Carstensz Pyramid is located on what was Irian Jaya (named Papua since 2000), Indonesia, at Lat/Lon: 4.08°S, 137.18°E. It was first climbed by Heinrich Harrer who describes the experience in his book ‘I Come From the Stone Age’: ‘It's a steep granite wall with sharp good climbable rock. Only a few hundred people have climbed Carstensz due to the political instability and the fact that it is hidden in dense jungle. Be prepared to climb in snow, rain, with your gloves being torn by the sharp rock, while seeing the Freeport company tearing down other nearby mountains, the last glaciers near the equator and men wearing nothing but penis gourds!’

Harrer died in January 2006 at the age of 93. Quicktime movie of Harrer with Dalai Lama here
If you want to climb Carstensz Pyramid go here


'Seven Summits'
- Dick Bass, Frank Wells (with Frank Ridgeway).
Warner Books 1988

'Seven Summits: The Quest to reach the Highest Point on Seven Continents'
- (Editor) Steve Bell (Forewords: Dick Bass and Pat Morrow).
Gramercy Books. 2006

Wednesday, August 02, 2006


The paper clip must be one of the simplest and most ingenious of all inventions. Legend has it that New Yorker Walter Hunt, a prolific inventor and mechanic, was fiddling around with a piece of wire whilst trying to think of something that could help him pay off a $15 debt. He made his first safety pin out of a piece of brass wire about eight inches long, coiled at the centre and shielded at one end. He went on to patent it on April 10, 1849 as a ‘dress pin’ but later sold the rights to it for $400.

Hunt came up with his first invention - a flax spinner - when he was in his late teens He also invented: a fire engine gong, a forest saw, paper collars, a knife sharpener, a streetcar bell, a hard-coal- burning stove, artificial stone, road sweeping machinery, velocipedes, ice ploughs and mail making machinery. None of them, it seems, achieved significant commercial success as Hunt had problems marketing them effectively.

In 1834, he built America's first sewing machine - the first to employ an eye-pointed needle. He lost interest in patenting it because he believed the invention would cause unemployment amongst seamstresses.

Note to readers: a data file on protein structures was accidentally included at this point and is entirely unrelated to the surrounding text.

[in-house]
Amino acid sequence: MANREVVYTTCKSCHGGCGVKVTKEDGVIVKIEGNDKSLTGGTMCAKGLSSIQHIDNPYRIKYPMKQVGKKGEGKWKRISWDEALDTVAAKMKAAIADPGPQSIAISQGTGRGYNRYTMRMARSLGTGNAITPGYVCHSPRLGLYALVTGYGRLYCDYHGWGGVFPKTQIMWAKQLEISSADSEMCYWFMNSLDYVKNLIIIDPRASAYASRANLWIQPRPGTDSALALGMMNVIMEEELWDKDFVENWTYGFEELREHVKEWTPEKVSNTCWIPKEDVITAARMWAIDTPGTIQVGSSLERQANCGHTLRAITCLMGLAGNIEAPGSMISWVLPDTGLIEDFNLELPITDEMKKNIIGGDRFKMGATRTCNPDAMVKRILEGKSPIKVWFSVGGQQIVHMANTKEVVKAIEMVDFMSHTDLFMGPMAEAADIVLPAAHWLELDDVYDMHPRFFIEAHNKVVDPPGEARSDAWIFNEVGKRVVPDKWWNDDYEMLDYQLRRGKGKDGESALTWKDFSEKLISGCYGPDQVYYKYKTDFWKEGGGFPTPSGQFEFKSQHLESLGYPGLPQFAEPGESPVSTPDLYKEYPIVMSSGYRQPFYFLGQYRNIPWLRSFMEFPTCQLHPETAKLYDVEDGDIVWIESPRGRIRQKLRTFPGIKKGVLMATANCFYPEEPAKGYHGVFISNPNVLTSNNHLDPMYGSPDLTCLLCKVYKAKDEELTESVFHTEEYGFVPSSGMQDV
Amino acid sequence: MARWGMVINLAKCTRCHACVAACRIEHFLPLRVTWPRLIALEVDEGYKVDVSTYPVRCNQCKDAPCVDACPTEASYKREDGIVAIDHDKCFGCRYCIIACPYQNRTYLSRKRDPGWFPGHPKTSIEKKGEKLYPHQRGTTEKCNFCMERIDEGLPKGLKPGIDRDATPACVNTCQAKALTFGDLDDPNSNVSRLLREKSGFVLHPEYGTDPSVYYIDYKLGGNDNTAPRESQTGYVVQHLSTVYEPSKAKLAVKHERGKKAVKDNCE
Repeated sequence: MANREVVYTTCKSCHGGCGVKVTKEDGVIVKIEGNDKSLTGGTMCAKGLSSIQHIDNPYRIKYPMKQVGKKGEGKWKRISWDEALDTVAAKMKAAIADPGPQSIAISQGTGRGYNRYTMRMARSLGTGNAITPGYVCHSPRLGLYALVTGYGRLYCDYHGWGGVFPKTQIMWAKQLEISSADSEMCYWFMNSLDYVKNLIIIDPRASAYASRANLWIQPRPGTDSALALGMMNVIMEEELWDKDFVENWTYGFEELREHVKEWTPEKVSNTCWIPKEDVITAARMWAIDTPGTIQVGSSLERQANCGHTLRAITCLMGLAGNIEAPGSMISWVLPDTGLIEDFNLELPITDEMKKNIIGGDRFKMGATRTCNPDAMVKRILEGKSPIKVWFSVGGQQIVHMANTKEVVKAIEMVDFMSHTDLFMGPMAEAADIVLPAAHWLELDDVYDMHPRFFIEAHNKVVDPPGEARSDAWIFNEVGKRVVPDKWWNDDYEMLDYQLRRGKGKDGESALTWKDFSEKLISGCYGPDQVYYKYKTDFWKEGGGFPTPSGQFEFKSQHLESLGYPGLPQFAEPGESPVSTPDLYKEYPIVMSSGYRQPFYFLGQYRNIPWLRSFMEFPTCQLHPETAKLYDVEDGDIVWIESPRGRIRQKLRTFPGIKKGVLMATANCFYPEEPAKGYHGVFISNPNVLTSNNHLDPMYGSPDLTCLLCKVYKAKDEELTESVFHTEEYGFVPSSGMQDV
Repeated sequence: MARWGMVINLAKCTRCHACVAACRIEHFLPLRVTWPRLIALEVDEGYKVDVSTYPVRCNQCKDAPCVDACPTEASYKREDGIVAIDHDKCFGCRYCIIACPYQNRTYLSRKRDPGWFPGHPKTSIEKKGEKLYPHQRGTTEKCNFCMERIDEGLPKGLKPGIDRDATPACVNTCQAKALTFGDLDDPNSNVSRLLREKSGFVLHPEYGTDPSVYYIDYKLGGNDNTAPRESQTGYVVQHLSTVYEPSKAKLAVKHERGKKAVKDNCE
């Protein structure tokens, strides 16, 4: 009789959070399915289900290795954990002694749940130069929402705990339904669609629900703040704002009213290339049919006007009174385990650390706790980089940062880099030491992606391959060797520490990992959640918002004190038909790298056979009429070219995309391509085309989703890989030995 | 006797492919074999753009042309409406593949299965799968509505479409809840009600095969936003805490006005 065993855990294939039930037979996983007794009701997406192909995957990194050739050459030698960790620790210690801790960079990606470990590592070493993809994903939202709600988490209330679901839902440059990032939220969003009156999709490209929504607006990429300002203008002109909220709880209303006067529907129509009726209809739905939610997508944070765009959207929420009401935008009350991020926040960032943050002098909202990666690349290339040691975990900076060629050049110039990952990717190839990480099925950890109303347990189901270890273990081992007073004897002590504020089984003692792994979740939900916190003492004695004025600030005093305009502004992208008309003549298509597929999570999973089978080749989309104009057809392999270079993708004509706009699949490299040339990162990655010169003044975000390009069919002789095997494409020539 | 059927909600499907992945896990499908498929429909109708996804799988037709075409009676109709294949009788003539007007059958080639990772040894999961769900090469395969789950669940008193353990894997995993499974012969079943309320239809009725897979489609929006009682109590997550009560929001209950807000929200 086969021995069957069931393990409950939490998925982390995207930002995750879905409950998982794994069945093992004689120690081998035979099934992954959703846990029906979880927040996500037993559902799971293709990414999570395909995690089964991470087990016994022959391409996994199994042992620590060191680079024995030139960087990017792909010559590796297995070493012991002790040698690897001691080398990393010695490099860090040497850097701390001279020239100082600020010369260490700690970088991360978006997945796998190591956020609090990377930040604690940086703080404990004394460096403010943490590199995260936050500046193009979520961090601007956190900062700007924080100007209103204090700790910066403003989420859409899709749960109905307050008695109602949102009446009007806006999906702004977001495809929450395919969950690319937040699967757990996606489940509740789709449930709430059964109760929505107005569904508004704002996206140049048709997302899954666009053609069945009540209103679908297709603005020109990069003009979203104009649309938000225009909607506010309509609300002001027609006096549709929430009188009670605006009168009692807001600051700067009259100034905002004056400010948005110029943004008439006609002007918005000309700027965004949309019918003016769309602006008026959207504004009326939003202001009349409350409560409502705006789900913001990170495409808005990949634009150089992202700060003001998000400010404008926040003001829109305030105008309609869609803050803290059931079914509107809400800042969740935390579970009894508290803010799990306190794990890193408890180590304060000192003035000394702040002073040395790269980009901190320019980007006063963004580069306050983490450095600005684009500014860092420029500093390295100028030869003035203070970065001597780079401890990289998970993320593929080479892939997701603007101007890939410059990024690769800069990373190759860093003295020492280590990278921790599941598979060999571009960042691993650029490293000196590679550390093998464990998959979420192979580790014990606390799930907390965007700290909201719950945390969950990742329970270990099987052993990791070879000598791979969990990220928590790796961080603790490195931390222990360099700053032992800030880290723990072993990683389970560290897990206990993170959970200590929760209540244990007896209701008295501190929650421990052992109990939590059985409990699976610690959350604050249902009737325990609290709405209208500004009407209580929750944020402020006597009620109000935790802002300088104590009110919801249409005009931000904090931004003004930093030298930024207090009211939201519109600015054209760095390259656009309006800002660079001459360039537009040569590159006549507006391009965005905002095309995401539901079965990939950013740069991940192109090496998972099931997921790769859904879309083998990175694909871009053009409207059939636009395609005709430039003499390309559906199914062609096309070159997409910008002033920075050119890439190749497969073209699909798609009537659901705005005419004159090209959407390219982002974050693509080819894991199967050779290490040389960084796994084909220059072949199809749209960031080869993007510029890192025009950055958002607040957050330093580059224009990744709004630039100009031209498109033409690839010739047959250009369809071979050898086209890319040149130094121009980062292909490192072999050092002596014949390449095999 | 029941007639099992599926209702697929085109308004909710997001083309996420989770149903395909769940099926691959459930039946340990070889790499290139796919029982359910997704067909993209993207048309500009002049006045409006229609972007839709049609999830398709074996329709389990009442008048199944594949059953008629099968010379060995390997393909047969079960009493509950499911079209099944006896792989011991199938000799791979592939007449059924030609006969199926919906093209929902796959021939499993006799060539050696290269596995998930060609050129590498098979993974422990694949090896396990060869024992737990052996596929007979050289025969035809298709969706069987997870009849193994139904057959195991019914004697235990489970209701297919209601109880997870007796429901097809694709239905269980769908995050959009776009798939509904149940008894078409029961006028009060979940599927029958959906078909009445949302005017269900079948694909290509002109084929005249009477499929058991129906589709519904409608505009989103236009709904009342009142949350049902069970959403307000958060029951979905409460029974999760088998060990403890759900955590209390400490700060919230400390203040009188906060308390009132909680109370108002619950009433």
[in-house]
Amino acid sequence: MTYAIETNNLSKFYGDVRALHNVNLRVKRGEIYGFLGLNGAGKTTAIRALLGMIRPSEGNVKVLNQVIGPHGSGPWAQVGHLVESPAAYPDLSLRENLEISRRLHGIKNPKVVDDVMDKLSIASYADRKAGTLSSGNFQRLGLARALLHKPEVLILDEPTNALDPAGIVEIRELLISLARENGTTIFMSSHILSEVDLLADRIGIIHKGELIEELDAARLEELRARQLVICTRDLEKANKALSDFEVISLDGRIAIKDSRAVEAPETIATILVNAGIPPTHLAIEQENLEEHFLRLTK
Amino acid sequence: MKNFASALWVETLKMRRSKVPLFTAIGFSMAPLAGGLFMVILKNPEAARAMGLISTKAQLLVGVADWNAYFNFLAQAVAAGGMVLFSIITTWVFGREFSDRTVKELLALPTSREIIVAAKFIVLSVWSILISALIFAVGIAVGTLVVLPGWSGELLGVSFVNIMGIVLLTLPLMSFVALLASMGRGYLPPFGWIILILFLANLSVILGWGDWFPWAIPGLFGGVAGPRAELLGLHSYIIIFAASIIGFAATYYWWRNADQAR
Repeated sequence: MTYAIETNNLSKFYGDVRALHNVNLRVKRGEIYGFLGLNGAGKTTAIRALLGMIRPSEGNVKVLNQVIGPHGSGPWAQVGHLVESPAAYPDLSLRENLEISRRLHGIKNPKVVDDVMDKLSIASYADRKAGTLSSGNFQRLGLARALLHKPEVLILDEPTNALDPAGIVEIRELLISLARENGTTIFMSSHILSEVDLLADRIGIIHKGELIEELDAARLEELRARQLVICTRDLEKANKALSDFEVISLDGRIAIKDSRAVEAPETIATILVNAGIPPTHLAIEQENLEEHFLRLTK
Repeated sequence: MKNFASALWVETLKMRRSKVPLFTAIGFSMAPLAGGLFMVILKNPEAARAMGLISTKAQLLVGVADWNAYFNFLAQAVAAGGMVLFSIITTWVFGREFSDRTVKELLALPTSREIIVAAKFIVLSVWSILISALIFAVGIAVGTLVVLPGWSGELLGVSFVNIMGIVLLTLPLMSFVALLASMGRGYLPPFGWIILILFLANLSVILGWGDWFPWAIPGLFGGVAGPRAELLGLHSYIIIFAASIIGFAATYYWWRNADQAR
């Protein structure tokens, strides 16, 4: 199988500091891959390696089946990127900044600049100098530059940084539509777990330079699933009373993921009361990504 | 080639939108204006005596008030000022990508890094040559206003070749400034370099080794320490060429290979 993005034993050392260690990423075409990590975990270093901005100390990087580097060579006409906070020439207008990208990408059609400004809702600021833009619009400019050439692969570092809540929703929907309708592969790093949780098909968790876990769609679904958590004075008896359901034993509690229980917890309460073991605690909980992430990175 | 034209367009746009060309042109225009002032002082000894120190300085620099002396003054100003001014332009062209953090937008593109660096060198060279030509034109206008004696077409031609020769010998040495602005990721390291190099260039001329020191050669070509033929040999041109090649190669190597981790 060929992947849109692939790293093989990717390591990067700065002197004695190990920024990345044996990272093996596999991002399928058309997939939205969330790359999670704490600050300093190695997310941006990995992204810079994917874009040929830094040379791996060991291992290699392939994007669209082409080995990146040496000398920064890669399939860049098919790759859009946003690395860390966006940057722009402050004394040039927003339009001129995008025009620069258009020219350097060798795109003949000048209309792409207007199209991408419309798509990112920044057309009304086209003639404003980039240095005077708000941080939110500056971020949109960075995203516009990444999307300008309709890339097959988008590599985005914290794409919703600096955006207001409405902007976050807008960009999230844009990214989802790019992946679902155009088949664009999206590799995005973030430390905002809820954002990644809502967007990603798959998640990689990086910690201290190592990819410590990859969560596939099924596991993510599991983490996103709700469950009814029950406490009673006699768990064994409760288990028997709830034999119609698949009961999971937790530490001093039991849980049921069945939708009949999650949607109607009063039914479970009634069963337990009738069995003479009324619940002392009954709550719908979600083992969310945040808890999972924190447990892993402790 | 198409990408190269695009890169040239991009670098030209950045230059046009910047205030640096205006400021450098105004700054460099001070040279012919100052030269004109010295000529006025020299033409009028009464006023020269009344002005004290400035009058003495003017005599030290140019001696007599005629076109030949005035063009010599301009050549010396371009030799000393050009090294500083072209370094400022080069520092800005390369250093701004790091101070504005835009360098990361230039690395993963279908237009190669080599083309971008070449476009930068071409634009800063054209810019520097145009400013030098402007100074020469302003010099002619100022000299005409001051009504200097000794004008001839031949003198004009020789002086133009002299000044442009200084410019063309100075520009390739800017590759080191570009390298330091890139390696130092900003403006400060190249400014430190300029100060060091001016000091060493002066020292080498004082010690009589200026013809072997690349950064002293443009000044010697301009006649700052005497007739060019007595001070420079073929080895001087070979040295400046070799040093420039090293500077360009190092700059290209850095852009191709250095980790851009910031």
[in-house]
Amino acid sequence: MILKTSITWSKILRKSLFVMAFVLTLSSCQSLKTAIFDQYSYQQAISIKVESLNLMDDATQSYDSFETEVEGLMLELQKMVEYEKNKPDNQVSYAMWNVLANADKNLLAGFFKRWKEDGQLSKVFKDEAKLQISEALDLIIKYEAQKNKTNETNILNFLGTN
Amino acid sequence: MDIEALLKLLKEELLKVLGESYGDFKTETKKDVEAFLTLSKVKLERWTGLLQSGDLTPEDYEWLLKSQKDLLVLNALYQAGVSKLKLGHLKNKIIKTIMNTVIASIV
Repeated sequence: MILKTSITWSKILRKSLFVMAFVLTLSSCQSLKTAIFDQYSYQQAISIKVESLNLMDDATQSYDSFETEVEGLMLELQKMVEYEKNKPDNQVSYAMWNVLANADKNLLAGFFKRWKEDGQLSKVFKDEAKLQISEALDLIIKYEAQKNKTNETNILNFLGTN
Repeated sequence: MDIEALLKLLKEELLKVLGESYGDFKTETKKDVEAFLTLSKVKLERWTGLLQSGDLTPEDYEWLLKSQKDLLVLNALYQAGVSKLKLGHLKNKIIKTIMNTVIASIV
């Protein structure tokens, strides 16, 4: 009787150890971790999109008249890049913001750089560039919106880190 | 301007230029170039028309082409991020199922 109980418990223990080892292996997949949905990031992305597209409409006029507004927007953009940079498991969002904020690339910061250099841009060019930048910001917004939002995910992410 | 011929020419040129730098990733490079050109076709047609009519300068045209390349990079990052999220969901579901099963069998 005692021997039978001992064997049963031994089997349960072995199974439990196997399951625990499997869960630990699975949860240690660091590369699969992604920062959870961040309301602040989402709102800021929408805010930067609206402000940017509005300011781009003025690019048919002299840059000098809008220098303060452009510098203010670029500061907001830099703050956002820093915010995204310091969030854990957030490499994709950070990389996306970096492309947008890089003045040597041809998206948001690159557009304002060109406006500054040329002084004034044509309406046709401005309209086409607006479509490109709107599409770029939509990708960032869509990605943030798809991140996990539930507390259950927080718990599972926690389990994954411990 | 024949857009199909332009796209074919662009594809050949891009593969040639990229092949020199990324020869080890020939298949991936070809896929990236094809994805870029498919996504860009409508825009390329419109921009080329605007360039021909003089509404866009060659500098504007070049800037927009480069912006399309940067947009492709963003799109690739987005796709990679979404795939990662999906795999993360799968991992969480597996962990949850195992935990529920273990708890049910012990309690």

Today In Science History

See Hunt's original patent here

According to Wikipedia: The origin of the safety pin dates back to the Mycenaeans c.1050 B.C. They were known as "Fibulae". It is also possible that it was invented by the iron age Hallstatt culture who lived in what is modern day Austria.

Accordimg to the website Find A Grave: Walter Hunt was born on July 29th 1796 and died on June 8th 1859. He is buried in Green-wood Cemetry,
Brooklyn, Kings County, New York, USA. There is a portrait of him on this site and pictures of an ornate tombstone and an obelix, both erected in his memory.

The website claims that Walter Hunt died of gangrene, from an unattended pin-prick at the age of 63.


The smallest seahorse so far discovered was identified amongst the delicate corals of the Flores Sea off the coast of Indonesia in 2003 by Sara Lourie, a member of the UBC-based Project Seahorse marine conservation team and a doctoral student at McGill University in Montreal. Adults of the new species, a pygmy seahorse to be known as Hippocampus denise, are typically just 16 mm long -- smaller than most fingernails.

In the past they have been mistaken for the offspring of another of the 32 known species of seahorses.

(Above): Close up of Sara Lourie's hands holding a test tube containing Hippocampus denise. Photo: Joerg Adam. (Right): Hippocampus denise with its tail entwined around the stem of a gorgonian seafan, its natural habitat. Photo: Denise Tackett

'A New Pygmy Seahorse, Hippocampus denise (Teleostei: Syngnathidae),
from the Indo-Pacific', Sara A. Lourie and John E. Randall Zoological Studies 42(2): 284-291.